Strategically, Syriza’s choice of ANEL was proven right: support for the government has been overwhelming. This is partly because this move demonstrated to sympathisers, but most importantly to opponents, that the government is something more than a ‘government of the Left for the Left’. Symbolically, the choice of ANEL was catalytic in engaging right wing voters, who now feel that they have got a stake in the government, and in creating a vast national consensus.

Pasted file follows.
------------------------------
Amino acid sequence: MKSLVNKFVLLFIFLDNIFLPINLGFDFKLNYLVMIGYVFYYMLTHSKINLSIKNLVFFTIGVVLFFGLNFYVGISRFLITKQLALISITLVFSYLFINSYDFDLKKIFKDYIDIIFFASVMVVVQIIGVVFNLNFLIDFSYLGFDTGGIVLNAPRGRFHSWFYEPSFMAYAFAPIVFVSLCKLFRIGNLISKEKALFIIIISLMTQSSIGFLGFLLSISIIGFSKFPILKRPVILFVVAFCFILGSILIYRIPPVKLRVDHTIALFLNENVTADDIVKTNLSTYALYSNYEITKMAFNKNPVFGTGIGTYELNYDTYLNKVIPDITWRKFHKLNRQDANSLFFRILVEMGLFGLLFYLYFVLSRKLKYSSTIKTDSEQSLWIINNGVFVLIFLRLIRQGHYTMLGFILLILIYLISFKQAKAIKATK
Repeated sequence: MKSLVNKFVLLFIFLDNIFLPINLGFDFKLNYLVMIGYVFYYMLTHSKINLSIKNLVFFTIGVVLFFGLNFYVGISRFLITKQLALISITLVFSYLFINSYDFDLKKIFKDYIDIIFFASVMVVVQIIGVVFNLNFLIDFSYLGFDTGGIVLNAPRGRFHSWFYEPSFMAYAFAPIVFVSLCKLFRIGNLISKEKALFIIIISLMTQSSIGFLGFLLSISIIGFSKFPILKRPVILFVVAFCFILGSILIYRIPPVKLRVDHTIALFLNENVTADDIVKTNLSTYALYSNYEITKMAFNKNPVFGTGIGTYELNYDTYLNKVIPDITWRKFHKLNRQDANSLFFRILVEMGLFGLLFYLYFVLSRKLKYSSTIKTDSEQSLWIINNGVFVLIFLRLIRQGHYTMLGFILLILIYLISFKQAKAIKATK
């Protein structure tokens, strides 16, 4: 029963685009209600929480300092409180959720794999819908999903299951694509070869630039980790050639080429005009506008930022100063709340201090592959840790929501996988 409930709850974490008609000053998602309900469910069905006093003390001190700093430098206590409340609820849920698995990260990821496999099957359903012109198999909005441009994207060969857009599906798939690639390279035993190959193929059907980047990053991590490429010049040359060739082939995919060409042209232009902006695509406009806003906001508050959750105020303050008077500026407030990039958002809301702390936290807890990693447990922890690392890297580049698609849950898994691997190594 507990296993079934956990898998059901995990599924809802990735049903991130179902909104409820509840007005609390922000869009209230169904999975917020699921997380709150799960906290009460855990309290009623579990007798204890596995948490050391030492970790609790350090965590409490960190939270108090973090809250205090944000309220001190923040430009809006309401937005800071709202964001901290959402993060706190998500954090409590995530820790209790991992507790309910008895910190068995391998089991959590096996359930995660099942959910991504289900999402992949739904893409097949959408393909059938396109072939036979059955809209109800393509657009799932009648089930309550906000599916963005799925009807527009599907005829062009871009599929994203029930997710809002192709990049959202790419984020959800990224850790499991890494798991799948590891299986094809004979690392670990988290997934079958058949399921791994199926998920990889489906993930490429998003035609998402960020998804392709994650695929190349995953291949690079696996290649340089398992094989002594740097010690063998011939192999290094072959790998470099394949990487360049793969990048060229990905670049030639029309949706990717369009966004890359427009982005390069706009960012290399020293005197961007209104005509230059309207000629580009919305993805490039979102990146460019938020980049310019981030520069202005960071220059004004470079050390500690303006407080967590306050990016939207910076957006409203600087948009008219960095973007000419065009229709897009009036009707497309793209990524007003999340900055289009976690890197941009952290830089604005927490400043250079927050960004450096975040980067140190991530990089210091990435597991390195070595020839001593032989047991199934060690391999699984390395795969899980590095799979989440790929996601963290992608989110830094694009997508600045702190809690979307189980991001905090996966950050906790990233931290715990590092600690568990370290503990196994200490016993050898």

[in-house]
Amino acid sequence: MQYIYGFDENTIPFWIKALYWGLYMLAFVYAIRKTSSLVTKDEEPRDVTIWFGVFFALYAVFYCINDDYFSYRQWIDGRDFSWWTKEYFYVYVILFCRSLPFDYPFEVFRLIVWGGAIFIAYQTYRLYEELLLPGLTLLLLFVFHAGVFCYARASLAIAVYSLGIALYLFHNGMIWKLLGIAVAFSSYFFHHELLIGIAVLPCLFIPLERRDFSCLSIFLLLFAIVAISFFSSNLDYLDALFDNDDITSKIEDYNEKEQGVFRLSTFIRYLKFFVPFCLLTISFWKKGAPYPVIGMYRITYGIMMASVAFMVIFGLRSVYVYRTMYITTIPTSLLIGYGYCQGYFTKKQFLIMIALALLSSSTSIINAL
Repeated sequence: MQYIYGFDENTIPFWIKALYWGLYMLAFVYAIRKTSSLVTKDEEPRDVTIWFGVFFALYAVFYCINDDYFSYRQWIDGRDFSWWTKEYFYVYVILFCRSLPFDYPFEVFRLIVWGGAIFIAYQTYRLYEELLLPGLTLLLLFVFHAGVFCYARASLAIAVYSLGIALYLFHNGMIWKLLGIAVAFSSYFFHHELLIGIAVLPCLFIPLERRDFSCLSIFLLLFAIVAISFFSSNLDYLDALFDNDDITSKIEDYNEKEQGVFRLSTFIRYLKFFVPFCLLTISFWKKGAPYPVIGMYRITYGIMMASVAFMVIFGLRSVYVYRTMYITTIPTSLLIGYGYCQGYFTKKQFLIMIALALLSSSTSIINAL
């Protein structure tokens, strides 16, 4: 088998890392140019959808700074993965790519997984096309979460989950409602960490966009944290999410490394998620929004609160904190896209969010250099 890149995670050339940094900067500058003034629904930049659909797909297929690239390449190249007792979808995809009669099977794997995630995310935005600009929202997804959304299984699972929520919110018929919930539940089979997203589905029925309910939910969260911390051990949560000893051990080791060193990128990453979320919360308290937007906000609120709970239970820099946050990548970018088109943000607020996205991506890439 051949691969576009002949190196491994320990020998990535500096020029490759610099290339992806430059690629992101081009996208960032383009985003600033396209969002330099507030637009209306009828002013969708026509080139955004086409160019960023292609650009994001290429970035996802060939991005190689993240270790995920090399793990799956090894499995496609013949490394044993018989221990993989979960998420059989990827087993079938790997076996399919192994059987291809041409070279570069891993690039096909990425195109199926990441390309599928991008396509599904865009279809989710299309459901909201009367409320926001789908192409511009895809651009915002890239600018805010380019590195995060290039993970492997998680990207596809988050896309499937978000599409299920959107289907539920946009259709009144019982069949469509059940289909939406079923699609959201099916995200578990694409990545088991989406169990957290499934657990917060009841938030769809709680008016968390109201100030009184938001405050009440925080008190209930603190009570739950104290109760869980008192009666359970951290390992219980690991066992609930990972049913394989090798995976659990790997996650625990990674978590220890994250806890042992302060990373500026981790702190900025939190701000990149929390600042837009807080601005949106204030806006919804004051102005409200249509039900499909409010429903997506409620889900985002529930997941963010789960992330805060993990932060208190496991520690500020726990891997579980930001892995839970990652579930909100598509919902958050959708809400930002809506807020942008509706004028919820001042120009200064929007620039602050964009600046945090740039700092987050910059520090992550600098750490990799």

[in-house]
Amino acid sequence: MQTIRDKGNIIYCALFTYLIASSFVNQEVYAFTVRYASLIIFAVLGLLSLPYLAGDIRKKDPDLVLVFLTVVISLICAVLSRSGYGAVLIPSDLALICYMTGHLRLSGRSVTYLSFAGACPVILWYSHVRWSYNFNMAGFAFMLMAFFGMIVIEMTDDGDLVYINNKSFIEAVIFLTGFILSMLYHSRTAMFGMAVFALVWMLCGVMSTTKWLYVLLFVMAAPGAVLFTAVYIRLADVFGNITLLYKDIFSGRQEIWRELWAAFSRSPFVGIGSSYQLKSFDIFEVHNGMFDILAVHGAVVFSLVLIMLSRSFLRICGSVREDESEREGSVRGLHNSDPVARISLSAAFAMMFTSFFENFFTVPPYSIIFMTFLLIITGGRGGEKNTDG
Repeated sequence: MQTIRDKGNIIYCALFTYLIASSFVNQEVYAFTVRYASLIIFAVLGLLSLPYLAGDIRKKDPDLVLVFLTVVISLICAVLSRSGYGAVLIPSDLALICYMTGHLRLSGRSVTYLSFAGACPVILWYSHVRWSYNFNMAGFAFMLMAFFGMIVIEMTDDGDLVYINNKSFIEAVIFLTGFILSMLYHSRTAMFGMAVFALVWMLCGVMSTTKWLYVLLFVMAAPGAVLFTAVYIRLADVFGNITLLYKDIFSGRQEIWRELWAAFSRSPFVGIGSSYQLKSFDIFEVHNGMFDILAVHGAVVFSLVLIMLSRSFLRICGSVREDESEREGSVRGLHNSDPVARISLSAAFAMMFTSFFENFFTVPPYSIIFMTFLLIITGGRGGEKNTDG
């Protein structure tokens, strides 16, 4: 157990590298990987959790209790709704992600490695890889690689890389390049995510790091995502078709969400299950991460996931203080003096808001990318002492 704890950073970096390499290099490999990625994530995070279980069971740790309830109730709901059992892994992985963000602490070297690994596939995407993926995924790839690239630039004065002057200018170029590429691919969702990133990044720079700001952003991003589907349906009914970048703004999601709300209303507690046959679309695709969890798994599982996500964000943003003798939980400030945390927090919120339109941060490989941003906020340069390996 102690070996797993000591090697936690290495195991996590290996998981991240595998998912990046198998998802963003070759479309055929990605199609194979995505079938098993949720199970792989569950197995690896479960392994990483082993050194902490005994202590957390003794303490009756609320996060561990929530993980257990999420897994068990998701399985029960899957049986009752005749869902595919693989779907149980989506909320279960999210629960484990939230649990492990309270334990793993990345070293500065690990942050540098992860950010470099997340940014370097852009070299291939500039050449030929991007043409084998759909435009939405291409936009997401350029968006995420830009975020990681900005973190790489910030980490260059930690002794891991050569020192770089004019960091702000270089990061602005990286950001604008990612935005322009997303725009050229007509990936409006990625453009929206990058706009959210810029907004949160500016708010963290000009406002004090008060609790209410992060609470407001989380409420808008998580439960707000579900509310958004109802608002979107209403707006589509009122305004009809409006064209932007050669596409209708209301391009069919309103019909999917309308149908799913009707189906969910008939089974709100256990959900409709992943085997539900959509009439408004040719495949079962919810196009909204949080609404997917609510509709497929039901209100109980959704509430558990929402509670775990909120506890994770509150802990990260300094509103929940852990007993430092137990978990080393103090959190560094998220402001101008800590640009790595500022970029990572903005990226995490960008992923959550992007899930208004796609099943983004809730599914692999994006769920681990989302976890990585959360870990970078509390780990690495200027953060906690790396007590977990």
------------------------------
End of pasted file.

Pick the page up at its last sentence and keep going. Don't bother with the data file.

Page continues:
Lastly, these developments indicate a transformation of the political landscape in Greece. The dividing lines between the Left and the Right seem to be renegotiated and re-drawn. What we see in Greece is the reinvention of politics on purely and unapologetically economic terms: after almost three decades that the culturalisation of politics prevailed in the West, the economy seem to be setting the tone to the agenda. In that sense, austerity economics appear to have redefined post Cold War perceptions of the Left and Right along the lines of life politics to new divisions of the lower and middle classes versus the elites. Such redefinition of politics, however, has cost Syriza – along with the other anti-austerity parties – the accusation of populism. However, reducing analysis of such larger political changes to populism does not allow for the true recognition of the devastating effects of economic necessity and hastily mistakes the rejection of austerity agenda for xenophobia, the support for Welfare policies for backwardness and the recovery of national dignity for nationalism.